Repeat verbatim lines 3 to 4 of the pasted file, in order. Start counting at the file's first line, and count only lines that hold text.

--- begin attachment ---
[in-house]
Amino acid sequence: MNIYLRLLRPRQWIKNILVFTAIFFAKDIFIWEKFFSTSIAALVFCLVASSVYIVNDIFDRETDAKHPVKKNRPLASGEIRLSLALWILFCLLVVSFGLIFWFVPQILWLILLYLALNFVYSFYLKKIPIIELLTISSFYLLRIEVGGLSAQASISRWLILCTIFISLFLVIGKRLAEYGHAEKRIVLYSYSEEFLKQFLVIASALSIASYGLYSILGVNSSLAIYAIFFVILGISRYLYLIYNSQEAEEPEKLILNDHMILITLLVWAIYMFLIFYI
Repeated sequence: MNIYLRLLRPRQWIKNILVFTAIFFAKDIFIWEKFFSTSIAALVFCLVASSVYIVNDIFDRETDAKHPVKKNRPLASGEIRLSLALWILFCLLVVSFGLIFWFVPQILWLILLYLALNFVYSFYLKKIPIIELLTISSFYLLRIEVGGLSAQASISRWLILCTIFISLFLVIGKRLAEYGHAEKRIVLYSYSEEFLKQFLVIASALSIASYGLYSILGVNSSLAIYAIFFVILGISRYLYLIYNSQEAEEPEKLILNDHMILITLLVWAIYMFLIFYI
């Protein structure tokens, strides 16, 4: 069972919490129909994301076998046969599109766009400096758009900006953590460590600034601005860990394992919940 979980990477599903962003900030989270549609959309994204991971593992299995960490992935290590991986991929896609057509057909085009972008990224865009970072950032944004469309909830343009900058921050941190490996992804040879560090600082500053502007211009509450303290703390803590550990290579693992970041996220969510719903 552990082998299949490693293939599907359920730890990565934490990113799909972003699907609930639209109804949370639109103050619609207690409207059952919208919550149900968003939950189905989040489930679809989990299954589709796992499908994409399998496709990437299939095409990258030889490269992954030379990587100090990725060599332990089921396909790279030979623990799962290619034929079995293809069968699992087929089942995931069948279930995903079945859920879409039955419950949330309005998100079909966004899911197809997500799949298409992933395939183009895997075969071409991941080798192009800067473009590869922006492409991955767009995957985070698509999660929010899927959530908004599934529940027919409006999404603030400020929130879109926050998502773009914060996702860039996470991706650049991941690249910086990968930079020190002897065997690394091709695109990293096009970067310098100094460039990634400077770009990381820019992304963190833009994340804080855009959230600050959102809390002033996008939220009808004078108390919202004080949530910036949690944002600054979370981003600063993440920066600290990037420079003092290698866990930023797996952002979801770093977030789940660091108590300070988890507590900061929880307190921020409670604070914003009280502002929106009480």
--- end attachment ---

Repeated sequence: MNIYLRLLRPRQWIKNILVFTAIFFAKDIFIWEKFFSTSIAALVFCLVASSVYIVNDIFDRETDAKHPVKKNRPLASGEIRLSLALWILFCLLVVSFGLIFWFVPQILWLILLYLALNFVYSFYLKKIPIIELLTISSFYLLRIEVGGLSAQASISRWLILCTIFISLFLVIGKRLAEYGHAEKRIVLYSYSEEFLKQFLVIASALSIASYGLYSILGVNSSLAIYAIFFVILGISRYLYLIYNSQEAEEPEKLILNDHMILITLLVWAIYMFLIFYI
């Protein structure tokens, strides 16, 4: 069972919490129909994301076998046969599109766009400096758009900006953590460590600034601005860990394992919940 979980990477599903962003900030989270549609959309994204991971593992299995960490992935290590991986991929896609057509057909085009972008990224865009970072950032944004469309909830343009900058921050941190490996992804040879560090600082500053502007211009509450303290703390803590550990290579693992970041996220969510719903 552990082998299949490693293939599907359920730890990565934490990113799909972003699907609930639209109804949370639109103050619609207690409207059952919208919550149900968003939950189905989040489930679809989990299954589709796992499908994409399998496709990437299939095409990258030889490269992954030379990587100090990725060599332990089921396909790279030979623990799962290619034929079995293809069968699992087929089942995931069948279930995903079945859920879409039955419950949330309005998100079909966004899911197809997500799949298409992933395939183009895997075969071409991941080798192009800067473009590869922006492409991955767009995957985070698509999660929010899927959530908004599934529940027919409006999404603030400020929130879109926050998502773009914060996702860039996470991706650049991941690249910086990968930079020190002897065997690394091709695109990293096009970067310098100094460039990634400077770009990381820019992304963190833009994340804080855009959230600050959102809390002033996008939220009808004078108390919202004080949530910036949690944002600054979370981003600063993440920066600290990037420079003092290698866990930023797996952002979801770093977030789940660091108590300070988890507590900061929880307190921020409670604070914003009280502002929106009480």